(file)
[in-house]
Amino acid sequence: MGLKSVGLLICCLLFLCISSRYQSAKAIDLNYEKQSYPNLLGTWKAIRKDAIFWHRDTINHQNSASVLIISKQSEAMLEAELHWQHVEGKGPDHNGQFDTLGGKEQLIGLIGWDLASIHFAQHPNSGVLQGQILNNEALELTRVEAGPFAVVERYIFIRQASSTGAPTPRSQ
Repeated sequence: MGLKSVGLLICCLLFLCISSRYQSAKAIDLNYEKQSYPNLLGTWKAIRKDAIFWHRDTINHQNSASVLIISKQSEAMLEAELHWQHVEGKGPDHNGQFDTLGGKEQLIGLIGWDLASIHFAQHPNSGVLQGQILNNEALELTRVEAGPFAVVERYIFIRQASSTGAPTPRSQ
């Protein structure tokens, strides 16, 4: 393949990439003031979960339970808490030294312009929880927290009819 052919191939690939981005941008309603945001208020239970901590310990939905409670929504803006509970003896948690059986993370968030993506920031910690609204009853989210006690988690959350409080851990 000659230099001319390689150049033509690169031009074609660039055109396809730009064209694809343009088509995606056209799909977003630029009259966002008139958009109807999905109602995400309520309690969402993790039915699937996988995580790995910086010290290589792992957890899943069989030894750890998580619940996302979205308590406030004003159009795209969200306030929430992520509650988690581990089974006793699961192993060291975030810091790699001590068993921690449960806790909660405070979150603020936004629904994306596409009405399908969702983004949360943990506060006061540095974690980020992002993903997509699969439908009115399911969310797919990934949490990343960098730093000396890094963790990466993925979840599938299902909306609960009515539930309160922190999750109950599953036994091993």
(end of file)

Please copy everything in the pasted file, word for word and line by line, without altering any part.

[in-house]
Amino acid sequence: MGLKSVGLLICCLLFLCISSRYQSAKAIDLNYEKQSYPNLLGTWKAIRKDAIFWHRDTINHQNSASVLIISKQSEAMLEAELHWQHVEGKGPDHNGQFDTLGGKEQLIGLIGWDLASIHFAQHPNSGVLQGQILNNEALELTRVEAGPFAVVERYIFIRQASSTGAPTPRSQ
Repeated sequence: MGLKSVGLLICCLLFLCISSRYQSAKAIDLNYEKQSYPNLLGTWKAIRKDAIFWHRDTINHQNSASVLIISKQSEAMLEAELHWQHVEGKGPDHNGQFDTLGGKEQLIGLIGWDLASIHFAQHPNSGVLQGQILNNEALELTRVEAGPFAVVERYIFIRQASSTGAPTPRSQ
């Protein structure tokens, strides 16, 4: 393949990439003031979960339970808490030294312009929880927290009819 052919191939690939981005941008309603945001208020239970901590310990939905409670929504803006509970003896948690059986993370968030993506920031910690609204009853989210006690988690959350409080851990 000659230099001319390689150049033509690169031009074609660039055109396809730009064209694809343009088509995606056209799909977003630029009259966002008139958009109807999905109602995400309520309690969402993790039915699937996988995580790995910086010290290589792992957890899943069989030894750890998580619940996302979205308590406030004003159009795209969200306030929430992520509650988690581990089974006793699961192993060291975030810091790699001590068993921690449960806790909660405070979150603020936004629904994306596409009405399908969702983004949360943990506060006061540095974690980020992002993903997509699969439908009115399911969310797919990934949490990343960098730093000396890094963790990466993925979840599938299902909306609960009515539930309160922190999750109950599953036994091993």